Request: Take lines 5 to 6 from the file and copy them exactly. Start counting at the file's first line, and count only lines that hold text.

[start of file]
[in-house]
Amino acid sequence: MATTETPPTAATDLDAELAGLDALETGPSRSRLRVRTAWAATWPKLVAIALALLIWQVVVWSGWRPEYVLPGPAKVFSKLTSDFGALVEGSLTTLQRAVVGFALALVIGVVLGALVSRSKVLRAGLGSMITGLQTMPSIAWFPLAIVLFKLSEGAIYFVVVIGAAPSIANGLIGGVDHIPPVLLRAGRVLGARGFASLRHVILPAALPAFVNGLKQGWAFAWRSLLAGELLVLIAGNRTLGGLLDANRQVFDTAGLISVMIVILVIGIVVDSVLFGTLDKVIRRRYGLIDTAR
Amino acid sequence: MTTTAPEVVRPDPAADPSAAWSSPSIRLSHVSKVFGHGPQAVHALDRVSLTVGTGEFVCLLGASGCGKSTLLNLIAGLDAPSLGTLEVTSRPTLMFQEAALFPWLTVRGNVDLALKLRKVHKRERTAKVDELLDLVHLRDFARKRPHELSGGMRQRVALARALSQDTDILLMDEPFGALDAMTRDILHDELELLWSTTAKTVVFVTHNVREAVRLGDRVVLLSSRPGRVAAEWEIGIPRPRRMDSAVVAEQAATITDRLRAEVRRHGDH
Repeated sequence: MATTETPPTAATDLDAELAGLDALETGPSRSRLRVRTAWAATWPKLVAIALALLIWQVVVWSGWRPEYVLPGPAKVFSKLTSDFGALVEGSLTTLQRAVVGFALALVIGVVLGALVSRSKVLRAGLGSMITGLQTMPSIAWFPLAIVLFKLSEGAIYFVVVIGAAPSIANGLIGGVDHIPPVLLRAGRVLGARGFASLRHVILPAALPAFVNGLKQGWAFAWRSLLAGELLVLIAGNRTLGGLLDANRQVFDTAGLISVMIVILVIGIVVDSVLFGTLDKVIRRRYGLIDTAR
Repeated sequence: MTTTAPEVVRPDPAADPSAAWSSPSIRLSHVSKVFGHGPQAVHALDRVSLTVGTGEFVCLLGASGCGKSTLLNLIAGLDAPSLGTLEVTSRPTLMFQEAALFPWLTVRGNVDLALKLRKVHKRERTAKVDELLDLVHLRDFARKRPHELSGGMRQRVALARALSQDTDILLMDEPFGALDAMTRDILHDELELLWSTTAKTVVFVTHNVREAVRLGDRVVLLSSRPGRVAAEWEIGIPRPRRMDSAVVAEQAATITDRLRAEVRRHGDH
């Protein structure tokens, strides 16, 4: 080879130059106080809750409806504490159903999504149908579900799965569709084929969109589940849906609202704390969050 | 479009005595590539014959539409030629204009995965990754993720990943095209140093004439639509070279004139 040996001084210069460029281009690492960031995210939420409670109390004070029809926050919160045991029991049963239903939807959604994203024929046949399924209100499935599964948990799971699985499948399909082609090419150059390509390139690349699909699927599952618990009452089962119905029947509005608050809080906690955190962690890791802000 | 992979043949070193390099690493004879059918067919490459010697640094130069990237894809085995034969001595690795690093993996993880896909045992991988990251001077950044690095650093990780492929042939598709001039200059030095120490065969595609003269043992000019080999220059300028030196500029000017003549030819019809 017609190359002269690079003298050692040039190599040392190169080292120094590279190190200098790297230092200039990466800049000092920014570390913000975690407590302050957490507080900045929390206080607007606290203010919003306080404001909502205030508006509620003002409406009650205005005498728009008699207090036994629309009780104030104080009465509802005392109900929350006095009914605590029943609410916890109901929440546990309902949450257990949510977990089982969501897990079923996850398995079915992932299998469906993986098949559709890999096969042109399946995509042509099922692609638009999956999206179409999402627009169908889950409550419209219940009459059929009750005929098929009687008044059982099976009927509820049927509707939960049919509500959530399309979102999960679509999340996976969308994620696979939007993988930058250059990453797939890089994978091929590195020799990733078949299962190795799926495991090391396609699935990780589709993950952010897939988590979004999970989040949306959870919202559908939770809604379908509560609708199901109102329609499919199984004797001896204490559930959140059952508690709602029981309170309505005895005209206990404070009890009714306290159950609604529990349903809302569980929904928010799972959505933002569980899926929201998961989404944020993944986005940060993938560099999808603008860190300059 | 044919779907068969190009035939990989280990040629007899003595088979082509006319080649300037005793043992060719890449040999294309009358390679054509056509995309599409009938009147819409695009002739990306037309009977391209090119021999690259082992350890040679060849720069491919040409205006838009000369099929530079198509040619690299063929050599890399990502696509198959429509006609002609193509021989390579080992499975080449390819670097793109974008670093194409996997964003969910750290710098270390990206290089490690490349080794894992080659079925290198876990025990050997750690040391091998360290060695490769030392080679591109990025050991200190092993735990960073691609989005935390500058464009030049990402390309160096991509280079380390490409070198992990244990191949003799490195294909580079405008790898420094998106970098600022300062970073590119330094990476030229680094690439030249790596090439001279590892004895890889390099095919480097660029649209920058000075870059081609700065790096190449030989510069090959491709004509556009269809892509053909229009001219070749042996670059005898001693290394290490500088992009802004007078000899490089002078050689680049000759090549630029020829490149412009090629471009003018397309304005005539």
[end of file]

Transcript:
Repeated sequence: MTTTAPEVVRPDPAADPSAAWSSPSIRLSHVSKVFGHGPQAVHALDRVSLTVGTGEFVCLLGASGCGKSTLLNLIAGLDAPSLGTLEVTSRPTLMFQEAALFPWLTVRGNVDLALKLRKVHKRERTAKVDELLDLVHLRDFARKRPHELSGGMRQRVALARALSQDTDILLMDEPFGALDAMTRDILHDELELLWSTTAKTVVFVTHNVREAVRLGDRVVLLSSRPGRVAAEWEIGIPRPRRMDSAVVAEQAATITDRLRAEVRRHGDH
């Protein structure tokens, strides 16, 4: 080879130059106080809750409806504490159903999504149908579900799965569709084929969109589940849906609202704390969050 | 479009005595590539014959539409030629204009995965990754993720990943095209140093004439639509070279004139 040996001084210069460029281009690492960031995210939420409670109390004070029809926050919160045991029991049963239903939807959604994203024929046949399924209100499935599964948990799971699985499948399909082609090419150059390509390139690349699909699927599952618990009452089962119905029947509005608050809080906690955190962690890791802000 | 992979043949070193390099690493004879059918067919490459010697640094130069990237894809085995034969001595690795690093993996993880896909045992991988990251001077950044690095650093990780492929042939598709001039200059030095120490065969595609003269043992000019080999220059300028030196500029000017003549030819019809 017609190359002269690079003298050692040039190599040392190169080292120094590279190190200098790297230092200039990466800049000092920014570390913000975690407590302050957490507080900045929390206080607007606290203010919003306080404001909502205030508006509620003002409406009650205005005498728009008699207090036994629309009780104030104080009465509802005392109900929350006095009914605590029943609410916890109901929440546990309902949450257990949510977990089982969501897990079923996850398995079915992932299998469906993986098949559709890999096969042109399946995509042509099922692609638009999956999206179409999402627009169908889950409550419209219940009459059929009750005929098929009687008044059982099976009927509820049927509707939960049919509500959530399309979102999960679509999340996976969308994620696979939007993988930058250059990453797939890089994978091929590195020799990733078949299962190795799926495991090391396609699935990780589709993950952010897939988590979004999970989040949306959870919202559908939770809604379908509560609708199901109102329609499919199984004797001896204490559930959140059952508690709602029981309170309505005895005209206990404070009890009714306290159950609604529990349903809302569980929904928010799972959505933002569980899926929201998961989404944020993944986005940060993938560099999808603008860190300059 | 044919779907068969190009035939990989280990040629007899003595088979082509006319080649300037005793043992060719890449040999294309009358390679054509056509995309599409009938009147819409695009002739990306037309009977391209090119021999690259082992350890040679060849720069491919040409205006838009000369099929530079198509040619690299063929050599890399990502696509198959429509006609002609193509021989390579080992499975080449390819670097793109974008670093194409996997964003969910750290710098270390990206290089490690490349080794894992080659079925290198876990025990050997750690040391091998360290060695490769030392080679591109990025050991200190092993735990960073691609989005935390500058464009030049990402390309160096991509280079380390490409070198992990244990191949003799490195294909580079405008790898420094998106970098600022300062970073590119330094990476030229680094690439030249790596090439001279590892004895890889390099095919480097660029649209920058000075870059081609700065790096190449030989510069090959491709004509556009269809892509053909229009001219070749042996670059005898001693290394290490500088992009802004007078000899490089002078050689680049000759090549630029020829490149412009090629471009003018397309304005005539």